The UK's Engineering and Physical Sciences Research Council (EPSRC) has selected 44 new centres to share a £250 million injection into postgraduate science education.
The doctoral training centres (DTCs), based at universities across the country, will provide 2000 extra science and engineering PhDs over the next five years.
The DTC will focus on what science minister Paul Drayson believes are the 'some of the biggest problems facing Britain', such as climate change and energy. The courses will aim to teach students the ability to work more effectively with scientists from a wider range of disciplines.
'These centres are not just about building expertise and talent within our PhD scientists; they're about building a network of communities to tackle the key challenges that this country faces,' Drayson said at the programme's official launch.
Chemistry in the mix
Chemistry is involved in 18 of the new DTCs, including those that focus on chemical synthesis, clean energy, carbon capture, nuclear fuels, sustainability and nanotechnology.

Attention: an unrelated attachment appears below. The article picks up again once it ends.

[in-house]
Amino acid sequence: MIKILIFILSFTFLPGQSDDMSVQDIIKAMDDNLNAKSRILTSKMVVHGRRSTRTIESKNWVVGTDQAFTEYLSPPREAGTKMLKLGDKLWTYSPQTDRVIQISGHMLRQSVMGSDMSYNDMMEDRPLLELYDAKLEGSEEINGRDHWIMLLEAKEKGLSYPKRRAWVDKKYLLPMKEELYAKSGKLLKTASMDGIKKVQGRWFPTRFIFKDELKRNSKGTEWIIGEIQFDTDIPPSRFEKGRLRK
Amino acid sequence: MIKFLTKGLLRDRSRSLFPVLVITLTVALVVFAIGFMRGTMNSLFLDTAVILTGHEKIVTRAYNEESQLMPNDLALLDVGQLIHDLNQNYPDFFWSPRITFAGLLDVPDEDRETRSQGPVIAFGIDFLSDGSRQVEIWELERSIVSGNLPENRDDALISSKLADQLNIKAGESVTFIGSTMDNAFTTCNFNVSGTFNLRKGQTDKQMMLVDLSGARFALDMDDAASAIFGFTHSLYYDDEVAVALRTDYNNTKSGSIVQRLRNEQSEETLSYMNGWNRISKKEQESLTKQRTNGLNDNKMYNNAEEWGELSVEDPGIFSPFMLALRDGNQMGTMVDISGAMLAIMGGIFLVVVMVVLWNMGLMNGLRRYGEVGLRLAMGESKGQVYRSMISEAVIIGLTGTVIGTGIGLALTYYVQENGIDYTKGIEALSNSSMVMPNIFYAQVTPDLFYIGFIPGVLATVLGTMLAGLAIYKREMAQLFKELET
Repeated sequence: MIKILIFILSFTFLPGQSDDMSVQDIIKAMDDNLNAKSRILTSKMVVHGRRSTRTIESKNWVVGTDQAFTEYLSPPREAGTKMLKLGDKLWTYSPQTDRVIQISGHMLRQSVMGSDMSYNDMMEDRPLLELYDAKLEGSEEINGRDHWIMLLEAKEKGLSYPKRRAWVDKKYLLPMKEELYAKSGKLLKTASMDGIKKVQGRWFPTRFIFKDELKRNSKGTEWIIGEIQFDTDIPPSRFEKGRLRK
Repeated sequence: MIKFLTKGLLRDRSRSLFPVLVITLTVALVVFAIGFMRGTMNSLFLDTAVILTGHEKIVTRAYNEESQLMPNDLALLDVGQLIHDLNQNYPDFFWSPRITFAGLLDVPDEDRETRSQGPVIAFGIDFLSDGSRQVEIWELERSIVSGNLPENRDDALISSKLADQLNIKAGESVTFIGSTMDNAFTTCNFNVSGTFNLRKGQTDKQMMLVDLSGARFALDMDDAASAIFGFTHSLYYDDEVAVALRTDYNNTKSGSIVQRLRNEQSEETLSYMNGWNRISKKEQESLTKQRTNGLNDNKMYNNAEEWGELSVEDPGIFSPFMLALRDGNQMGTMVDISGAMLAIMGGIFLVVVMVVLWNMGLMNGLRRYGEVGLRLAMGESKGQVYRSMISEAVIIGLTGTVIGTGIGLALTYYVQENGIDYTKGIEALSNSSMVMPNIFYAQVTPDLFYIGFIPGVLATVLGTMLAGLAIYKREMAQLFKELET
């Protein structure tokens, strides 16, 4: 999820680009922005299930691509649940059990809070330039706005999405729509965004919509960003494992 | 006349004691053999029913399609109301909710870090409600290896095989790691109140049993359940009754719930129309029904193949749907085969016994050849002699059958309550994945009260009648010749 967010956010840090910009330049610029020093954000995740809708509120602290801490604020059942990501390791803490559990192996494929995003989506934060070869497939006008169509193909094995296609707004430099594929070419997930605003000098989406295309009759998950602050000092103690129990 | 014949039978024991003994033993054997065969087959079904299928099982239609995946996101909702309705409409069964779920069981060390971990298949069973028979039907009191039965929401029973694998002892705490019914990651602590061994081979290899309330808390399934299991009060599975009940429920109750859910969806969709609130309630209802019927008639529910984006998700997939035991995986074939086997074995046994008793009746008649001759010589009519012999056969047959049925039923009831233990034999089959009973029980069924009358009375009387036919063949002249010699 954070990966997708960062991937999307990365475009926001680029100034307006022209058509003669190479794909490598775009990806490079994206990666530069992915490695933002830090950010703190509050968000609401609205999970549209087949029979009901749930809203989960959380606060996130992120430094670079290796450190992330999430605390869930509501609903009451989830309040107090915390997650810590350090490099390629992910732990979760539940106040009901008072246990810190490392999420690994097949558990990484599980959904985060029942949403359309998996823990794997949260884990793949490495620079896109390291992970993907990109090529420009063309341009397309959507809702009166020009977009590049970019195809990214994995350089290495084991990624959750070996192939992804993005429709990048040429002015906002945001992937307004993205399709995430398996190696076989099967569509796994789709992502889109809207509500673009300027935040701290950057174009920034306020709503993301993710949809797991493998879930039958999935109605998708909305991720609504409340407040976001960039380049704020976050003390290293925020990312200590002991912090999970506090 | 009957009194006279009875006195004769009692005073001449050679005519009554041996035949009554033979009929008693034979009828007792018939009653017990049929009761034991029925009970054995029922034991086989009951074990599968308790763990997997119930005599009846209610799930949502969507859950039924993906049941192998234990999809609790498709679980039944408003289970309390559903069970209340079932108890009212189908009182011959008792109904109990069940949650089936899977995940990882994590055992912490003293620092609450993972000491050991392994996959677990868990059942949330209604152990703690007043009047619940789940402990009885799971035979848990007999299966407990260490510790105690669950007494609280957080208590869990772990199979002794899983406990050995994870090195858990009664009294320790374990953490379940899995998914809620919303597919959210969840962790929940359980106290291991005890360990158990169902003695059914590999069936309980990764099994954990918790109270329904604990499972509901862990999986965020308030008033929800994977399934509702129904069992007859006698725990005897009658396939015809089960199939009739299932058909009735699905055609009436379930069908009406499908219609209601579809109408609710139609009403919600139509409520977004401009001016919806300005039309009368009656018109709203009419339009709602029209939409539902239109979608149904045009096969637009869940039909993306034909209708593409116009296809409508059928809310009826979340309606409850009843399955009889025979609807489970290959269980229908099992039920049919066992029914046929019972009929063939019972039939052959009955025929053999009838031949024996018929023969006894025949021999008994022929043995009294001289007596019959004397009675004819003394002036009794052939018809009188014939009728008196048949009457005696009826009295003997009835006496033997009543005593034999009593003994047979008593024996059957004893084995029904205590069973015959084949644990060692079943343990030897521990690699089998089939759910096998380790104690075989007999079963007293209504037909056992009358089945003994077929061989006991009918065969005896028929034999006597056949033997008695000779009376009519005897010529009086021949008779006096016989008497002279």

Bristol University's new chemical synthesis DTC, for instance, will train synthetic chemists to use the full breadth of synthesis techniques available through a series of lab-based sabbaticals in different research groups under different supervisors.
Kevin Booker-Milburn, director of the chemical synthesis DTC, says industry has already pledged 'substantial amounts of money' to fund extra studentships within the programme.
'This is fantastic news for Bristol University and the new programme will help us to break the one PhD student, one supervisor, one project model and train a generation of chemists that are not scared to use the whole toolbox of techniques available to them,' says Booker-Milburn.
Students at the new centres will be supported for four years, longer than the EPSRC's usual 3.5 year funding allowance. In their first year they will follow a programme of taught coursework, with the intention of encouraging collaboration across scientific disciplines.
David Delpy, the EPSRC's chief executive, said the money for the centres came from new UK government investment, and would not siphon cash from the traditional PhD funding mechanism (the doctoral training account, or DTA).
Matt Davidson, director of Bath University's DTC for sustainable chemical technologies, says he doesn't believe the scheme will turn traditional PhD students into second class citizens, as the benefits of having a DTC at a university will filter across to every student.